It’s much the same with infantry tactics–The French had a captain that worked most of it out, but the best he could manage was to publish a little pamphlet that basically outlined modern tactics. Germans captured a copy, read it, said “Hey, this looks like a good idea…” and then implemented it Army-wide, once they’d figured out that it could work. That’s where the Sturmtruppen idea came from–Ideas taken up from the French, that the French themselves were unable to implement because of inflexibility and a lack of vision. Much the same syndrome with armor–Many others were groping towards it, but it took the Germans to implement it, with the rest of us playing catch-up.

    The scary thing about the German Army from about 1890 to 1945 is just how thoroughly pragmatic and open to the talents it was. Very little of the traditional stereotype of Prussian rigid militarism is actually true, and if you go back and look, the truth of the matter is that the Allies were the inflexible and unadaptable ones. Not only that, but the Allies were far more class- and rank-conscious, with clear and inflexible delineations between the ranks, compared to the Germans. German tactical adaptability and flexibility flowed up from their base organization principles, and did not resemble at all the fantastic imaginings of Allied intelligence organizations. Which is one of the things that made them so dangerous–The troops on our side were trained and conditioned to expect the Germans to conform to the stereotype, and when they didn’t…? Well, there were a lot of cases where those expectations led to us getting our asses handed to us.

  3. Albion says:


    I heard years ago (can’t recall where) that the strength of the German forces was built round the willingness to let NCOs get on with the job of achieving an objective, not controlling how the objective was achieved.

    I suppose that, given the way it appears that Hitler interfered in his armed forces campaigns and overrode those who could see and experience what was happening at the cutting edge, the allies were fortunate that so many good officers and men were weakened by being given so many bad orders from the top.

  4. Adar says:

    Germans and Soviets jointly worked out tank tactics in Kazan after World War One. That Republican officer taking orders more likely from a Red Army officer or commissar.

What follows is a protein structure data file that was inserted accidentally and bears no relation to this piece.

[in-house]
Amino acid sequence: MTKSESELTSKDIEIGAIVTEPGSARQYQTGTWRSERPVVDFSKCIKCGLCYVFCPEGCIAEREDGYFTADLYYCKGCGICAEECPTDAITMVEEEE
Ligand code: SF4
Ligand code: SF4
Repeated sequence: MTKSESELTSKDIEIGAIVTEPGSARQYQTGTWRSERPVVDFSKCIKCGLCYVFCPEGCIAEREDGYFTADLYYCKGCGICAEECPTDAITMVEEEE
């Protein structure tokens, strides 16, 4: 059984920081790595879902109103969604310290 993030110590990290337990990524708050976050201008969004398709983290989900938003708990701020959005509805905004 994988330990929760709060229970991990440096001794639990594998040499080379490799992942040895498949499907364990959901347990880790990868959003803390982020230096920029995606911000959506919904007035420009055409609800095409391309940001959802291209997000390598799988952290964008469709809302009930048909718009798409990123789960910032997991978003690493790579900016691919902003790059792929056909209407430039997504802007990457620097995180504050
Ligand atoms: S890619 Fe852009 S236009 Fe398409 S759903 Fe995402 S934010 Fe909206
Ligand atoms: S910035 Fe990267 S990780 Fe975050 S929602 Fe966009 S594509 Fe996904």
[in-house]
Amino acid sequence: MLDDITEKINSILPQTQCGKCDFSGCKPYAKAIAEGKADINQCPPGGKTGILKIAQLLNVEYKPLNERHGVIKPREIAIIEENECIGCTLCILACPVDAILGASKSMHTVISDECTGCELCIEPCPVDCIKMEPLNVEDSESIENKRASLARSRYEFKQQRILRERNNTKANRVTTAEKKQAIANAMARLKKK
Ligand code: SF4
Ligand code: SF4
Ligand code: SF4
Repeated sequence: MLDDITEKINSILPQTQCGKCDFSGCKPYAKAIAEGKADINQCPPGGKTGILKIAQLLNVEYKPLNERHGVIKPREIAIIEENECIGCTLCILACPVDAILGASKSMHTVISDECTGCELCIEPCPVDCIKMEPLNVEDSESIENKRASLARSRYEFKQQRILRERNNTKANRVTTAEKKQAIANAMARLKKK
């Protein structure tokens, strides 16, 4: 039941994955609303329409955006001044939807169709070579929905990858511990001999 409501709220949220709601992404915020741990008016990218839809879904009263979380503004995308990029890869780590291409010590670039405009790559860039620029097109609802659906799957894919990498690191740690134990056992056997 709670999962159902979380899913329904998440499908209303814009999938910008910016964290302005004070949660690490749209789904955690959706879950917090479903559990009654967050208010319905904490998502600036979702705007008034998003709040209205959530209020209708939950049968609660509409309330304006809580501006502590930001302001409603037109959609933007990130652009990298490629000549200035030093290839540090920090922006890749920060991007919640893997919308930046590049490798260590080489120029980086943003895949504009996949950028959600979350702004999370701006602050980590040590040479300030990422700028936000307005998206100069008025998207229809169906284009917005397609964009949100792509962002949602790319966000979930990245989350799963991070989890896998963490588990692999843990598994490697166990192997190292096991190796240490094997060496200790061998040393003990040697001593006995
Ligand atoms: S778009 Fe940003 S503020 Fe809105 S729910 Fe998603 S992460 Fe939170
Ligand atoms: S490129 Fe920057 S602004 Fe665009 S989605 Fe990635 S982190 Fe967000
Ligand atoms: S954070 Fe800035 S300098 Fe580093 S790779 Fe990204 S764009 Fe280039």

5. Kirk says:


    I am unsure I’d ascribe it solely to the NCOs, which is something that smacks more of our paternalistic system. If I were setting out to construct an explanation for the German’s success at the art of war over 1870-1945, I’d put more emphasis on the intangibles of “military culture”, and how they approached the entire issue of how to make war than any particular group or individual. The Germans did really well at all levels below strategic and logistic; at those, they were abysmally horrid.

    And, the Germans did have some rather massive blind spots in their military system. The Kaiser-worship and later Fuehrer-Prinzip ideals that they followed were recipes for disaster, and while the German military was very egalitarian and innovative in some aspects, in others it was locked into a near-feudal approach to loyalty and conduct that led them to follow a path of idiocy incarnate.

    I think the overall “takeaway” from observing the German experience at war would be to step back and analyze exactly what factors and inherent characteristics led to their success, and then do what the Japanese did, confronted with Western culture during the Meiji period–Adopt and adapt what works in the context of our own system, acknowledging those things we don’t do well that the Germans did have considerable experience and success with.

    Everything is a lesson, in life. The question is, will you learn it…?

  6. Kirk says:


    You could well be right, but we really don’t know enough about the antecedents to a lot of what went on in that war, or who was really running the show.

    One can wonder, from the close ties later established by the Soviets and the Nazis, just how “opposed” they really were, to each other in Spain. From one standpoint, you could call it a live-fire training exercise with particularly high fidelity, given the amount of cooperation between the Soviets and Nazis. You could also take a clue from the later instransigence Franco demonstrated when it came to working with the Germans.

    If I had to gauge things, I’d say that the odds are pretty good that Dunbar might have been a “front man” who was being puppet-mastered by some Soviet officer who later got himself purged for being too effective an officer… Which is why we don’t know anything about him. Or, maybe Dunbar was an unsung genius–There’s too much we really don’t know.

  7. Bruce says:

    Thanks for good information on Dunbar.